Many of us are looking for ways to boost our immune system and protect ourselves from COVID-19, so we are increasingly turning to supplements. But if not used properly, those supplements could go from friend to foe very quickly.
Vitamin C is one of the best-known immune-boosters out there, but even this vital substance can be misused and cause negative side effects to your health. Overdosing on vitamin C usually occurs from taking it in supplement form, which is why experts recommend ingesting most of your vitamin C through food, where the chances of getting too much are virtually zero.
Vitamin C has been lauded as a useful supplement in the battle against coronavirus. Clinical studies have shown that it can help with recovery in patients with severe COVID-19 symptoms.
Read on to find out how much of the supplement is safe to take, and the health issues taking too much of it could cause. And don’t miss The 7 Healthiest Foods to Eat Right Now.
According to Dr. David Hernandez, a urologist and professor for at University of South Florida, it’s best to get vitamin C from your diet. Taking too much of the supplement could lead to kidney stones over time, he warns.
“There are some studies suggesting that not dietary, but supplemental vitamin C at doses more than a gram a day, a thousand milligrams a day, can increase your risk for stones because of the effect of the oxalate levels in your urine increasing,” Hernandez told WTSP.
Oxalate is a bodily waste product that rids you of excess vitamin C, normally through urine. In some cases, it can bind to minerals and form crystals, which is the cause of kidney stones.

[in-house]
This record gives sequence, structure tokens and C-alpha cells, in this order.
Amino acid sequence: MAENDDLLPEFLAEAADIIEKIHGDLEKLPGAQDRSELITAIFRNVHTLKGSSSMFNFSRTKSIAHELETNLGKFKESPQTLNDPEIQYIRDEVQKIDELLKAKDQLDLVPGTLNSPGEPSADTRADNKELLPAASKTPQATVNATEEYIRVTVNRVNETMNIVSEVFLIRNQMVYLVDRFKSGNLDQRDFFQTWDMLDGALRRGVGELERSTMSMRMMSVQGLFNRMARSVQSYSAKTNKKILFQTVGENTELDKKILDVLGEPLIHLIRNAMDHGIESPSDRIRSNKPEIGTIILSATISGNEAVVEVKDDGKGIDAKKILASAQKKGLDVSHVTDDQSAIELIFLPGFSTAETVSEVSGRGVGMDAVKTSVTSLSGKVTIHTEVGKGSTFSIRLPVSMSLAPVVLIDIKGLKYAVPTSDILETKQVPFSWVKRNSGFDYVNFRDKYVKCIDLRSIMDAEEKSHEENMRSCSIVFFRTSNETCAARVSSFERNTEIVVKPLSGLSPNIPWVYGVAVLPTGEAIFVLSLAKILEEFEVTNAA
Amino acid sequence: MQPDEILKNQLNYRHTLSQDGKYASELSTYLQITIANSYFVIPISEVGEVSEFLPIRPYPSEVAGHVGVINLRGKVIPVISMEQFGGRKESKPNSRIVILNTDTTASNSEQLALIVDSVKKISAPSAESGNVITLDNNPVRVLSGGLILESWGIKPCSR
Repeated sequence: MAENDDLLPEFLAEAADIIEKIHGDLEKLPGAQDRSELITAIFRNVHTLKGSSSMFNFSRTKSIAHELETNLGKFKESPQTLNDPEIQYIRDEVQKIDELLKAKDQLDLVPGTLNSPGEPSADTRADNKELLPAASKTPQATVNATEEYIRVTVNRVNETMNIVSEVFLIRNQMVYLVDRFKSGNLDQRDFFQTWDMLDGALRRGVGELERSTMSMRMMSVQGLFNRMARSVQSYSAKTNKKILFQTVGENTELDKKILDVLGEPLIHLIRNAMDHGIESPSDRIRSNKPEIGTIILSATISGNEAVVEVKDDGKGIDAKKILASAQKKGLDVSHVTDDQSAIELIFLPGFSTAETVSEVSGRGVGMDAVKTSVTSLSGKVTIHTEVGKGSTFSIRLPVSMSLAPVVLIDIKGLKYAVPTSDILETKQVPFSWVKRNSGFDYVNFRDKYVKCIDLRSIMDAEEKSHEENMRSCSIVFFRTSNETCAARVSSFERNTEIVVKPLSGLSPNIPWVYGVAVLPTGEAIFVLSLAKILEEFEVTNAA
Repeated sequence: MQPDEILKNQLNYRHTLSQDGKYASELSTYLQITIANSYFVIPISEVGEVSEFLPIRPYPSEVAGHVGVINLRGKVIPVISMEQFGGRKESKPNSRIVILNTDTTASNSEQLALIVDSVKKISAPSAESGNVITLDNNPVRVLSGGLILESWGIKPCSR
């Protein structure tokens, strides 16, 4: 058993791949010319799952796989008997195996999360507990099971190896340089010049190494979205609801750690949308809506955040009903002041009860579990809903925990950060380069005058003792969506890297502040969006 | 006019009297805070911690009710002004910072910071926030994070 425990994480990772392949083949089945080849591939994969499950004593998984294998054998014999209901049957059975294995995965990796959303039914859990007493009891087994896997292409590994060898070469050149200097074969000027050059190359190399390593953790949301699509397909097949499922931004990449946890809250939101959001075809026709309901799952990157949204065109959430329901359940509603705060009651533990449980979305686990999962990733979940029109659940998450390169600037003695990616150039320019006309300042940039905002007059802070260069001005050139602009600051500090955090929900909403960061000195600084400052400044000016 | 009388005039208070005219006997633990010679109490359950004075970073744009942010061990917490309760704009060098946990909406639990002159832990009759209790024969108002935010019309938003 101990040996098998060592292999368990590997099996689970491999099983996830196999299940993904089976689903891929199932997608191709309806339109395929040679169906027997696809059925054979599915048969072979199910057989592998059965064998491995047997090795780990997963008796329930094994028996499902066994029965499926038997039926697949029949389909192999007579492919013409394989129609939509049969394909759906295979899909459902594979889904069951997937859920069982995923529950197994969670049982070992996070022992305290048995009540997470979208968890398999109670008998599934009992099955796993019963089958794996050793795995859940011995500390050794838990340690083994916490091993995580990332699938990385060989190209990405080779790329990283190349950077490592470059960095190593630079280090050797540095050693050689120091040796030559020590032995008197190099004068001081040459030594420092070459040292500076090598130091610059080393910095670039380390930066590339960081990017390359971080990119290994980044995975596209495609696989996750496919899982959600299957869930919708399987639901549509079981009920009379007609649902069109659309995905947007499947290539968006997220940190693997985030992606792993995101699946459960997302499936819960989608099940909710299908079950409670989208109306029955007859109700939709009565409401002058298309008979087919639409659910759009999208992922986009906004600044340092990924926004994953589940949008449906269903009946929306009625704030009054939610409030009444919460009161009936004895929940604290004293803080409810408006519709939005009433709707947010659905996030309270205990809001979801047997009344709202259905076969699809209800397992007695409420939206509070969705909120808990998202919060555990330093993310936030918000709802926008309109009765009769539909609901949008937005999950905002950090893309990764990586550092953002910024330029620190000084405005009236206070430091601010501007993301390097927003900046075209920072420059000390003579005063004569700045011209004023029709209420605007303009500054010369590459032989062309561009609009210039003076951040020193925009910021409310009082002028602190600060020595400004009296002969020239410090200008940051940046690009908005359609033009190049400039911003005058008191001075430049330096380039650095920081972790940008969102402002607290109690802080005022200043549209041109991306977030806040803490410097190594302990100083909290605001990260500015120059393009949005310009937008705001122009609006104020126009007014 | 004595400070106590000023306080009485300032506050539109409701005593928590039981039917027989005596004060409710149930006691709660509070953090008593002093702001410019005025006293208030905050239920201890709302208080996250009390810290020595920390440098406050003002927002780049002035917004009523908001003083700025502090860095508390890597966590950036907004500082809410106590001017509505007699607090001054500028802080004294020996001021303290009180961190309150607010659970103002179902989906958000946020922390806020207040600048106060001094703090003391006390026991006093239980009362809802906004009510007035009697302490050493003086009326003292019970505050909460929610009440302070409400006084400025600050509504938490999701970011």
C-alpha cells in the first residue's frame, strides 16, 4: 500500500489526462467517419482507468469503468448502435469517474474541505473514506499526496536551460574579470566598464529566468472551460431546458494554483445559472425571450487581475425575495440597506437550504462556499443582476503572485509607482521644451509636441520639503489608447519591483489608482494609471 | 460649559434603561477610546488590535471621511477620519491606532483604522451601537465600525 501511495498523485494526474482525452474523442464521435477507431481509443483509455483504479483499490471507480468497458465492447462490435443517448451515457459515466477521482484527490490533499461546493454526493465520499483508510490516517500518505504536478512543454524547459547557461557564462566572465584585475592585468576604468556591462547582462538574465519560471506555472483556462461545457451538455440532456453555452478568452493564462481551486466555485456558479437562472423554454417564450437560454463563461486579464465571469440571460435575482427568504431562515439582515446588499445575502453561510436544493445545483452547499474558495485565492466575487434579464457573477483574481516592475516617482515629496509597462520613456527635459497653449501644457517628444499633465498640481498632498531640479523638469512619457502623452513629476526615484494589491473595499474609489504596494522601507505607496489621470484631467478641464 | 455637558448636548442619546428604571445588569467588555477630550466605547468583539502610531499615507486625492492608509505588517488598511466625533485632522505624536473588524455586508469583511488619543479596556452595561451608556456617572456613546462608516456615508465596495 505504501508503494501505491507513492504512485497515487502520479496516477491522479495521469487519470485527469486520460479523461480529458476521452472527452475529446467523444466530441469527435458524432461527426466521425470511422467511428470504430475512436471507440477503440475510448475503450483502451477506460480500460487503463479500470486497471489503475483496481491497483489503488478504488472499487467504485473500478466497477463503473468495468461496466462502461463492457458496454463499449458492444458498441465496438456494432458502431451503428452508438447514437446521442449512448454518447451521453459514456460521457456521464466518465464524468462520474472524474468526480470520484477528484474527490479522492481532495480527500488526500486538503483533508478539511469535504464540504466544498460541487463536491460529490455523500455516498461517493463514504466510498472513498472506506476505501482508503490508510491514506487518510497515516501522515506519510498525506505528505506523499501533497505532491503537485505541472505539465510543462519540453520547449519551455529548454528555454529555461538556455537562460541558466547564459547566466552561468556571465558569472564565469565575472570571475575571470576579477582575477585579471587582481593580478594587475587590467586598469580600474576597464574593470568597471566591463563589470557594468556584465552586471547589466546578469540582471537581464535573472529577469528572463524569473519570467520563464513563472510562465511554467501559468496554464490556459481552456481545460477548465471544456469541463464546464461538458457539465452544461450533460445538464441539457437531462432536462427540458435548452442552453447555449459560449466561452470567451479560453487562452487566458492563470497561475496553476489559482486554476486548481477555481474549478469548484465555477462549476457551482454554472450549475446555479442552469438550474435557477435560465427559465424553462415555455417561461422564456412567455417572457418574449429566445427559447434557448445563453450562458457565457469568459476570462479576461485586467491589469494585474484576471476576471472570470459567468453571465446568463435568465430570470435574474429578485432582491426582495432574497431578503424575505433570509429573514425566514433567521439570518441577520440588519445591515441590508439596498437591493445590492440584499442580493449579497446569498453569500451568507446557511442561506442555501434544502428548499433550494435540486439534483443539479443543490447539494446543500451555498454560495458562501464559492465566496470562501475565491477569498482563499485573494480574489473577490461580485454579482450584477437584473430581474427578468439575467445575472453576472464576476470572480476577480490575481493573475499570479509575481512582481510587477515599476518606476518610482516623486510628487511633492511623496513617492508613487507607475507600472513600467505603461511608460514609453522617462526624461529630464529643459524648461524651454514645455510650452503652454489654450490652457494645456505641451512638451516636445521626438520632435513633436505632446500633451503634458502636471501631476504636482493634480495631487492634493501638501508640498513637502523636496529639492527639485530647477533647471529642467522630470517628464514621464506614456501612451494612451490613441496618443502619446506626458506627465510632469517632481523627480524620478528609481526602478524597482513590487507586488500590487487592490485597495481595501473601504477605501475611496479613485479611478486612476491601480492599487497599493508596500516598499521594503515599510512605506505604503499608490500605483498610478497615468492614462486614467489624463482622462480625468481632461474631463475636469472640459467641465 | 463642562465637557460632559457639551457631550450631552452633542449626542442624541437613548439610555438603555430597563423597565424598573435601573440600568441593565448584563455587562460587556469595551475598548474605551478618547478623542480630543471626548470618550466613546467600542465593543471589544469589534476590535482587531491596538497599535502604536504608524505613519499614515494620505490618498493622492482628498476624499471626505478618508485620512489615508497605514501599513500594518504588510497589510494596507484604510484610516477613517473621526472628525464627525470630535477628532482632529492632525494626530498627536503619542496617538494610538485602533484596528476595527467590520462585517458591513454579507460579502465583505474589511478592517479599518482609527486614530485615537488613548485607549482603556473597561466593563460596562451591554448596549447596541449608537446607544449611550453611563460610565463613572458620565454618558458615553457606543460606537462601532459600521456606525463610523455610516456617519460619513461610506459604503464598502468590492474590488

To avoid this, eat a balanced diet of fruits, vegetables, and lean meats, which should provide you with enough vitamin C naturally. Here are 5 Foods High in This Vitamin That Can Help Protect You From COVID-19.
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Another likely symptom you’ll experience if you consume too much vitamin C is digestive distress. While you won’t get this issue from eating too many vitamin C–rich foods, overdosing on the supplement is likely to cause diarrhea, nausea, and sometimes acid reflux.
To avoid an upset stomach, you shouldn’t take more than 2,000 milligrams of vitamin C supplements at once, as that’s been identified as the tolerable upper limit per day.
Vitamin C is known to increase iron absorption, but taking too much of it could lead to iron overload. In turn, this can cause serious damage to your heart, liver, thyroid, pancreas, and central nervous system, according to Healthline.
Iron overload is most likely to occur in individuals that have certain medical conditions, like hemochromatosis, which is a hereditary condition that increases iron absorption.
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